Consumer

KCBS Cover Story: Interest Rate Hike Imminent On Thousands Of Student Loans

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San Francisco State University (SFSU)

San Francisco State University (SFSU)

Susan Kennedy
As a young child, Susan listened to the radio constantly and always...
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SAN FRANCISCO (KCBS) – The clock is ticking for students who have taken out subsidized federal loans for college as an interest rate reduction is set to expire.

In California, over 572,000 students have taken out federally subsidized Stafford Loans. The loans were made more affordable in 2007 when Congress lowered the interest rate from 6.8 percent to 3.4 percent, but that reduction is set to expire at the end of June.

At San Francisco State University’s financial aid office, student Misty Johnson expressed concern about what the doubling interest rate will mean for her ability to repay her student loans.

“Over time that’s going to definitely add up when you have $30,000 to $40,000 in student loans already,” said Johnson. “It’s pretty scary.”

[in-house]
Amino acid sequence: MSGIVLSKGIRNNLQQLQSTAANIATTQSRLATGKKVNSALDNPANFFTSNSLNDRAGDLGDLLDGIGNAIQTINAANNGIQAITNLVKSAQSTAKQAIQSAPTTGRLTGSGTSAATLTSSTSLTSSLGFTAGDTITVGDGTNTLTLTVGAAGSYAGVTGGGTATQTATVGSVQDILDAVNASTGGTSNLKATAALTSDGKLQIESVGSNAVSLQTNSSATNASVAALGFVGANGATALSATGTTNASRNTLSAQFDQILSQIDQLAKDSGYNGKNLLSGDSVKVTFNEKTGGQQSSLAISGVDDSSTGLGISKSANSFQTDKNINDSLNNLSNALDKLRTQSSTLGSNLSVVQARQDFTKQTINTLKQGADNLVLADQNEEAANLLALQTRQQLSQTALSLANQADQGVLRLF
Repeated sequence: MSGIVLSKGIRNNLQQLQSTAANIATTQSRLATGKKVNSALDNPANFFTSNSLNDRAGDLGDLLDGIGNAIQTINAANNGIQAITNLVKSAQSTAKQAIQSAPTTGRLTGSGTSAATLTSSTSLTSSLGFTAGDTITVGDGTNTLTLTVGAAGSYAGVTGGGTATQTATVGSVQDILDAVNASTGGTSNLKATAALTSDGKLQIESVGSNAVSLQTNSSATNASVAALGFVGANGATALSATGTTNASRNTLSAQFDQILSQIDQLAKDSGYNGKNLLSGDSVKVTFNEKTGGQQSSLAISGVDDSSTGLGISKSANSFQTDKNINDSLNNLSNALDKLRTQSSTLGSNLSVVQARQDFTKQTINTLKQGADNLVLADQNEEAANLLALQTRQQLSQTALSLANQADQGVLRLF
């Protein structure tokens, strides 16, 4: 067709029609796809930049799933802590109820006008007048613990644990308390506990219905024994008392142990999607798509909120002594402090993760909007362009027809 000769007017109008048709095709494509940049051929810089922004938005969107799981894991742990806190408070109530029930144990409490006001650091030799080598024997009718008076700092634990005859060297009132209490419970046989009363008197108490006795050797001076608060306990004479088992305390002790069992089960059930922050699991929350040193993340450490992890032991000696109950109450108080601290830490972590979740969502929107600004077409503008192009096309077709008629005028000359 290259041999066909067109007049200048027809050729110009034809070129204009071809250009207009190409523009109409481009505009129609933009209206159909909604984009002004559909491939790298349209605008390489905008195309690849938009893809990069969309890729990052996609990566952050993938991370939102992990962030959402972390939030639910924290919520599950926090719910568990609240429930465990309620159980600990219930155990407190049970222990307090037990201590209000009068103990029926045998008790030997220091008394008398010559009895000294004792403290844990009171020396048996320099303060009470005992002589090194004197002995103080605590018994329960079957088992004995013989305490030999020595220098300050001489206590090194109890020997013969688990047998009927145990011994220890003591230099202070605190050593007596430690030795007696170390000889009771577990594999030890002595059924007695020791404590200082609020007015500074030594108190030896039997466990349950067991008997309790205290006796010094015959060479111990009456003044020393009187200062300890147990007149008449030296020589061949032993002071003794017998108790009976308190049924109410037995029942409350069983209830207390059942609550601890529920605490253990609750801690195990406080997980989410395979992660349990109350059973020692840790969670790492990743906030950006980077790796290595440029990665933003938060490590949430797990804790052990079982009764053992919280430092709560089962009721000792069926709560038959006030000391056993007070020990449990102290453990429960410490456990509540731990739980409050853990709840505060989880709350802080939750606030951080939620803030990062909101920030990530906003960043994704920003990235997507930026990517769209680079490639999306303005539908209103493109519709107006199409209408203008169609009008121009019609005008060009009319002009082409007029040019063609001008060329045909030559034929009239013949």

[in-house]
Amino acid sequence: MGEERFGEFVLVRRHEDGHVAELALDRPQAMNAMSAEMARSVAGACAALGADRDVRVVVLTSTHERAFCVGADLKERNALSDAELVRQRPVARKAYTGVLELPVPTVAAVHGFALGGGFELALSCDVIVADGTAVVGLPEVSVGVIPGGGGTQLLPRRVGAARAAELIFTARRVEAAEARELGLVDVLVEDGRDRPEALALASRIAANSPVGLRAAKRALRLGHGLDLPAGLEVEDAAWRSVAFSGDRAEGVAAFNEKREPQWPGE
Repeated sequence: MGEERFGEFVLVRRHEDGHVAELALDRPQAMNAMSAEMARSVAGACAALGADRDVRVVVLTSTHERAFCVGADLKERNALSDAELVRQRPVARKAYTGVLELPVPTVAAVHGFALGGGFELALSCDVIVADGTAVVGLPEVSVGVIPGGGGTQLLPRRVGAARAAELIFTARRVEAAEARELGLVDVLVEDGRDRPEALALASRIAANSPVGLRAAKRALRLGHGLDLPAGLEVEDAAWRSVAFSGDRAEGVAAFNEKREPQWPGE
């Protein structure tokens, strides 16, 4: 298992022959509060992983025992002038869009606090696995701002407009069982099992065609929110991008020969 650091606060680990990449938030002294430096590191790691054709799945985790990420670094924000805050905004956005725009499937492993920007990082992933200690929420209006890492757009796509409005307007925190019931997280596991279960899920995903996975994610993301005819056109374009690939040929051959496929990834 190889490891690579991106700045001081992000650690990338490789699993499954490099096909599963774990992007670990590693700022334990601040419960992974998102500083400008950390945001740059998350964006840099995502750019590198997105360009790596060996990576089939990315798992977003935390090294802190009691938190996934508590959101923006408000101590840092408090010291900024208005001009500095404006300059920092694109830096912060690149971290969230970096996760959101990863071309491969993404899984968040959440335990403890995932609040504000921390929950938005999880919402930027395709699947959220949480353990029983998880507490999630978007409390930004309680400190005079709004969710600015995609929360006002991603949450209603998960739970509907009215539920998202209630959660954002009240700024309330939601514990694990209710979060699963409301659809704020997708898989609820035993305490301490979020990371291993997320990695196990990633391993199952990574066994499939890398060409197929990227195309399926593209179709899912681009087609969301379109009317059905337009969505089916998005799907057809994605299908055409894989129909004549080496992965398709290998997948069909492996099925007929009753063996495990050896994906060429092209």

Barbara Hubler, the director of financial aid at SFSU said that about 12,500 students are utilizing the subsidized Stafford Loans, which defers payment until six months after they leave school.

KCBS’ Susan Kennedy Reports:

“They’re not going to feel it right away because they will get a subsidized loan for next year, however, when they go into repayment, the interest rate will be up to 6.8 percent on their outstanding balance,” said Hubler.

Tuesday, President Obama was to promote an extension of the student loan interest rate, a proposal also supported by his GOP presidential candidate Mitt Romney.

Democrats plan to introduce legislation to keep the subsidized Stafford Loans available at 3.4 percent for at least another year. While 77 Republicans voted for the original bill, Rep. John Kline (R-Minnesota) said that he expects that this time there will be more of a party line vote.

“We simply can’t keep providing money from the federal government in the form of subsidized or actual loans when we don’t have the money,” said Kline.

The cost of extending the program for a year is estimated to be $6 billion.

(Copyright 2012 by CBS San Francisco. All Rights Reserved. This material may not be published, broadcast, rewritten, or redistributed.)

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